Budget chairman Womack eyes appropriations switch

Budget chairman Womack eyes appropriations switch
© Greg Nash

House Budget Committee Chairman Steve WomackStephen (Steve) Allen WomackBudget chairs press appropriators on veterans spending Senate chairman urges move to two-year budgetary process On The Money: Senate passes first 2019 spending bill | Trump hits Harley-Davidson in tariffs fight | Mnuchin rips report of investment restrictions | Justices side with American Express in antitrust case MORE (R-Ark.) is considering giving up his post to become the top Republican on an Appropriations subcommittee in the next Congress.

The move would continue a recent trend of high turnover among budget chairs, a position that was once seen as powerful but has been increasingly sidelined by politics. 

“When I took the Budget Committee, the agreement was that I was going to take the Budget Committee for the remainder of the Congress, and that realizing that the next subcommittee chairmanship that would pop open on Appropriations would be mine, because I’m next in seniority,” Womack said.


In recent years, the budget resolution has served more as a messaging document and a vehicle for reconciliation, a budgetary process that can side-step a Senate filibuster and was used to pass the GOP tax law. The larger decisions on spending levels, meanwhile, have increasingly been made by senior leaders.

From 2001 to 2015, the committee had just three chairs, each serving terms between four and seven years.

Since now-Speaker Paul RyanPaul Davis RyanDems make history, and other takeaways from Tuesday's primaries Ironworker and star of viral video wins Dem primary for Speaker Ryan's seat Live results: Wisconsin, Minnesota, Vermont, Connecticut hold primaries MORE (R-Wis.) left the position after a four-year stint, his successor, former Rep. Tom PriceThomas (Tom) Edmunds PricePelosi seizes on anti-corruption message against GOP White House staff offered discounts at Trump's NJ golf club: report GOP lawmaker calls for ethics rules changes after Collins charged with insider trading MORE (R-Ga.), stayed on for just two years before becoming secretary of Health and Human Services in the Trump administration.

Price’s successor, Rep. Diane BlackDiane Lynn BlackTrump’s endorsements cement power but come with risks The Hill's Morning Report — Trump optimistic about GOP’s midterm prospects as Republicans fret Women poised to take charge in Dem majority MORE (R-Tenn.), stepped down after just more than a year ago to run for governor.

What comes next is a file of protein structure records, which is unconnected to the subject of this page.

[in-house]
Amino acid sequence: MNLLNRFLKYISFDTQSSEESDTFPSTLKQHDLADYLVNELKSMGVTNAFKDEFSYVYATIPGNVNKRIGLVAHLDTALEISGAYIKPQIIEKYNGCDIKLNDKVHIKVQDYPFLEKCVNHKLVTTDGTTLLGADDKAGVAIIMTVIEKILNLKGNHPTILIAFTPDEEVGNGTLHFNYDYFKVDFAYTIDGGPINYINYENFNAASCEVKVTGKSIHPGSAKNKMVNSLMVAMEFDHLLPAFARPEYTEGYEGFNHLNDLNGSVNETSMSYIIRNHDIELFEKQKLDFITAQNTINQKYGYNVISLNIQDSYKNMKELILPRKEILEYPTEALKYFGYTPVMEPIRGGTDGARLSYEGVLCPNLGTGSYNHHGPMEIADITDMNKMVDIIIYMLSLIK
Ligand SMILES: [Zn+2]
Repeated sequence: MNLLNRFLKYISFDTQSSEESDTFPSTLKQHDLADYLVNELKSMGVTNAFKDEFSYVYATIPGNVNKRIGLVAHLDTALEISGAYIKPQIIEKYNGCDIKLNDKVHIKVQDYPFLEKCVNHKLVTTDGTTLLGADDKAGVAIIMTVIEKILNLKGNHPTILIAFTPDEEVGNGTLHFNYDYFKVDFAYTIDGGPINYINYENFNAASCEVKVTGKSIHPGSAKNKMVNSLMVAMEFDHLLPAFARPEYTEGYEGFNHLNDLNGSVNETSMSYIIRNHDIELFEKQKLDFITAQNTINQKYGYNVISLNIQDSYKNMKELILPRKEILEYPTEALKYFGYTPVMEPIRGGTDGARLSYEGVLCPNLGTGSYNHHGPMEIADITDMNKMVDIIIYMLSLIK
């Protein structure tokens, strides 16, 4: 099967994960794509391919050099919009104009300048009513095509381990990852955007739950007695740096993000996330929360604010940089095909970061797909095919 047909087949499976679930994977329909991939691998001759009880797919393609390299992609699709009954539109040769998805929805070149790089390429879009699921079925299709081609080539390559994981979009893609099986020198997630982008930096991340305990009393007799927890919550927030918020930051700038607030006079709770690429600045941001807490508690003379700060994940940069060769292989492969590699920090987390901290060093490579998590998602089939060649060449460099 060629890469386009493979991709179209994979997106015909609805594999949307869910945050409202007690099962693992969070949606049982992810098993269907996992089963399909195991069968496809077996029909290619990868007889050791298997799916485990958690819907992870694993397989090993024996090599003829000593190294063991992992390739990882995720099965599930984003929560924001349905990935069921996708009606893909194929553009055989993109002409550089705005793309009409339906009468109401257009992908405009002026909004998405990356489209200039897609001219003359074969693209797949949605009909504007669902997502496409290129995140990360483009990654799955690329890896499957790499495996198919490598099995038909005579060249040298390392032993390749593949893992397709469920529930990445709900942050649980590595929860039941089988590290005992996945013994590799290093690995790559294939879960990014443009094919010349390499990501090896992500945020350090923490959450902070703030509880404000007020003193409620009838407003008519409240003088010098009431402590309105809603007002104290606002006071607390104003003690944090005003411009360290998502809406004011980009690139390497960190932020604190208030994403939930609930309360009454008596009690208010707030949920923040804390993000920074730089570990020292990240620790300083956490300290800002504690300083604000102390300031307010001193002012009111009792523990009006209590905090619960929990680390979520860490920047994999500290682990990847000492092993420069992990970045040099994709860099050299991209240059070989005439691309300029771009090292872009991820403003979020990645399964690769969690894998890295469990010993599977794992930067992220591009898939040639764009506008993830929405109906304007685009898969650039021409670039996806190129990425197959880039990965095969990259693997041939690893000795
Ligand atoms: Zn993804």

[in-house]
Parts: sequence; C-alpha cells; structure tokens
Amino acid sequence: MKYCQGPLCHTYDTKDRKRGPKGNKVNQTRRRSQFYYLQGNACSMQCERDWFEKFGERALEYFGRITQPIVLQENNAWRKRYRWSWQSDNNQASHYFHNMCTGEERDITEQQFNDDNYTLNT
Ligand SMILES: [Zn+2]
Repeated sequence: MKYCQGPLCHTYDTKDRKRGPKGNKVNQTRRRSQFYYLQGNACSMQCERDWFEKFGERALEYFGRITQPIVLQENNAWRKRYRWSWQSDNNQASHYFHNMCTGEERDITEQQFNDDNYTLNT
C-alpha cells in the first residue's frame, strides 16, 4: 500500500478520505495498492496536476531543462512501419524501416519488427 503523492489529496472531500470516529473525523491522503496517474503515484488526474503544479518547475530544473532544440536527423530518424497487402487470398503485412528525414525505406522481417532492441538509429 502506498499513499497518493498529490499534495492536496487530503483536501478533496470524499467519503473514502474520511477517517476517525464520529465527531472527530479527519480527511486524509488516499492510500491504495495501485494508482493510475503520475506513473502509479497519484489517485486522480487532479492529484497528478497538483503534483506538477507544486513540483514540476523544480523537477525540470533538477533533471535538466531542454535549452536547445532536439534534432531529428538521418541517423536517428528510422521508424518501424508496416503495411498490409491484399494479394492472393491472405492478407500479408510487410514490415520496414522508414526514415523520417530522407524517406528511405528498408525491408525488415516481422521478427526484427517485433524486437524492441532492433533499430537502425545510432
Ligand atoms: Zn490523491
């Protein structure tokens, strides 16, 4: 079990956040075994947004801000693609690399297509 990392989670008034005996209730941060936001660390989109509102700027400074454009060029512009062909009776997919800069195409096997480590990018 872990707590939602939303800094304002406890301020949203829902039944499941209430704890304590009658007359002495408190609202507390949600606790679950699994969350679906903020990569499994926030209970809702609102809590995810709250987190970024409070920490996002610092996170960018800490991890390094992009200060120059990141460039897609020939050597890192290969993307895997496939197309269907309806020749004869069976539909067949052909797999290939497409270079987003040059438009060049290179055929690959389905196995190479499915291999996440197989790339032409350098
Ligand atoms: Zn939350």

If Womack leaves at the end of the term, he will have served less than a year.

Womack said he remained undecided and would not make a decision until he has a more concrete choice ahead of him.

“It would depend on, first of all, do I get reelected — I hope I do — who’s going to be the next [Appropriations] chairman, and what subcommittee would they be willing to farm out to me, and then I would just have to make that decision. Then I would have more known data points than I do now,” he said.

Another factor, he added, would be whether a joint select committee to reform the budget process delivers a new, more functional role for the committee. The committee is tasked with making recommendations by year's end, but few have expressed optimism that Congress will adopt a new, more functional process. 

“It may be that I say, ‘Gosh, get me out of here,’ you know, and move to approps. I have those options, but I did commit to the speaker for the end of the year,” he said.

It’s also possible the GOP could lose the House majority, depriving Womack and other Republicans of any gavels. In that scenario, Womack would still have to decide where he would prefer to serve as a ranking member on the Budget Committee or a subcommittee panel.

The topic came to the fore after a reshuffling of House Appropriations subcommittee chairmen this week that was prompted by the departure of Rep. Charlie DentCharles (Charlie) Wieder DentElection handicapper moves GOP leader's race to 'toss-up' The Hill's 12:30 Report Lawmakers, media team up for charity tennis event MORE (R-Pa.), who headed the Subcommittee on Military Construction, Veterans Affairs, and Related Agencies. Dent is retiring from Congress.

Womack, who was next in line by seniority to lead an Appropriations subcommittee, was surprised by the details of the reshuffle. House Appropriations Committee Chairman Rodney FrelinghuysenRodney Procter FrelinghuysenDems eyeing smaller magic number for House majority Puerto Rico mayor: Territory's profile has grown since hurricanes House panel advances homeland security bill with billion in border wall funding MORE (R-N.J.), who is retiring at the end of this cycle, was placed in charge of the Legislative Branch Subcommittee as a “placeholder” instead of taking the next member in line after Womack, Rep. Jeff FortenberryJeffrey (Jeff) Lane FortenberryIn the wake of ISIS: Seeking to restore what is right and good for the Yazidis Fortenberry named chairman of legislative appropriations subcommittee in House The Hill's Morning Report — Sponsored by PhRMA — Tensions mount for House Republicans MORE (R-Neb.). 

Womack expressed concern that he might be relegated to heading the legislative affairs subcommittee instead of a more influential subcommittee. 

“I would prefer anything but leg, which most appropriators would say,” he said. "I mean I don’t think that’s any secret. But they kept it open.”